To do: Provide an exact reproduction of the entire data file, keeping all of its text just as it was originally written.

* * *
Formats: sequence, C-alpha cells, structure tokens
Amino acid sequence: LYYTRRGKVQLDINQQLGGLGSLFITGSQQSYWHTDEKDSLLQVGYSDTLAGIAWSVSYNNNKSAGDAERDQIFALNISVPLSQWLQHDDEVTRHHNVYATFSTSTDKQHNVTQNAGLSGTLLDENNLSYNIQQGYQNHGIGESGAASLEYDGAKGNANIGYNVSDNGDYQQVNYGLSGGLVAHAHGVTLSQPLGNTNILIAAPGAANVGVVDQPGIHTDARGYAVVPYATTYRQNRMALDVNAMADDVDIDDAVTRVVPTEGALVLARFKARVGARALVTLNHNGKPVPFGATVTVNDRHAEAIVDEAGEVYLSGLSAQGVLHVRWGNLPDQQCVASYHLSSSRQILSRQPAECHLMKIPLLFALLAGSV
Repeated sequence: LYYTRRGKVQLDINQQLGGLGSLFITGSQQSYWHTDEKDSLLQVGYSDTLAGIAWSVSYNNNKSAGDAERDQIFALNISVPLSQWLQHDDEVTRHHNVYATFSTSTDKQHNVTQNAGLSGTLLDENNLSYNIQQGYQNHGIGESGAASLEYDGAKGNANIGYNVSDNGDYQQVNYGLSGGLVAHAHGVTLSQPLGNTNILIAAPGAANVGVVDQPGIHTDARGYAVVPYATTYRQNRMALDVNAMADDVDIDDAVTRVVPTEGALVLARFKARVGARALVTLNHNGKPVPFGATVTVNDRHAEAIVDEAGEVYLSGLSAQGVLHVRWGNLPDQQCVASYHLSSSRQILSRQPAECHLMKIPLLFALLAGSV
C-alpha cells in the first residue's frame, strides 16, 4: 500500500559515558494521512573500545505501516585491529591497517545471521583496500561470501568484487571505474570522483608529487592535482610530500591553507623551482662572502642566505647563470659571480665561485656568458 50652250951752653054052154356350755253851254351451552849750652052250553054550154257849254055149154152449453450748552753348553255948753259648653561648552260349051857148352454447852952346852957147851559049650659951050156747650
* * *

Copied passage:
Formats: sequence, C-alpha cells, structure tokens
Amino acid sequence: LYYTRRGKVQLDINQQLGGLGSLFITGSQQSYWHTDEKDSLLQVGYSDTLAGIAWSVSYNNNKSAGDAERDQIFALNISVPLSQWLQHDDEVTRHHNVYATFSTSTDKQHNVTQNAGLSGTLLDENNLSYNIQQGYQNHGIGESGAASLEYDGAKGNANIGYNVSDNGDYQQVNYGLSGGLVAHAHGVTLSQPLGNTNILIAAPGAANVGVVDQPGIHTDARGYAVVPYATTYRQNRMALDVNAMADDVDIDDAVTRVVPTEGALVLARFKARVGARALVTLNHNGKPVPFGATVTVNDRHAEAIVDEAGEVYLSGLSAQGVLHVRWGNLPDQQCVASYHLSSSRQILSRQPAECHLMKIPLLFALLAGSV
Repeated sequence: LYYTRRGKVQLDINQQLGGLGSLFITGSQQSYWHTDEKDSLLQVGYSDTLAGIAWSVSYNNNKSAGDAERDQIFALNISVPLSQWLQHDDEVTRHHNVYATFSTSTDKQHNVTQNAGLSGTLLDENNLSYNIQQGYQNHGIGESGAASLEYDGAKGNANIGYNVSDNGDYQQVNYGLSGGLVAHAHGVTLSQPLGNTNILIAAPGAANVGVVDQPGIHTDARGYAVVPYATTYRQNRMALDVNAMADDVDIDDAVTRVVPTEGALVLARFKARVGARALVTLNHNGKPVPFGATVTVNDRHAEAIVDEAGEVYLSGLSAQGVLHVRWGNLPDQQCVASYHLSSSRQILSRQPAECHLMKIPLLFALLAGSV
C-alpha cells in the first residue's frame, strides 16, 4: 500500500559515558494521512573500545505501516585491529591497517545471521583496500561470501568484487571505474570522483608529487592535482610530500591553507623551482662572502642566505647563470659571480665561485656568458 50652250951752653054052154356350755253851254351451552849750652052250553054550154257849254055149154152449453450748552753348553255948753259648653561648552260349051857148352454447852952346852957147851559049650659951050156747650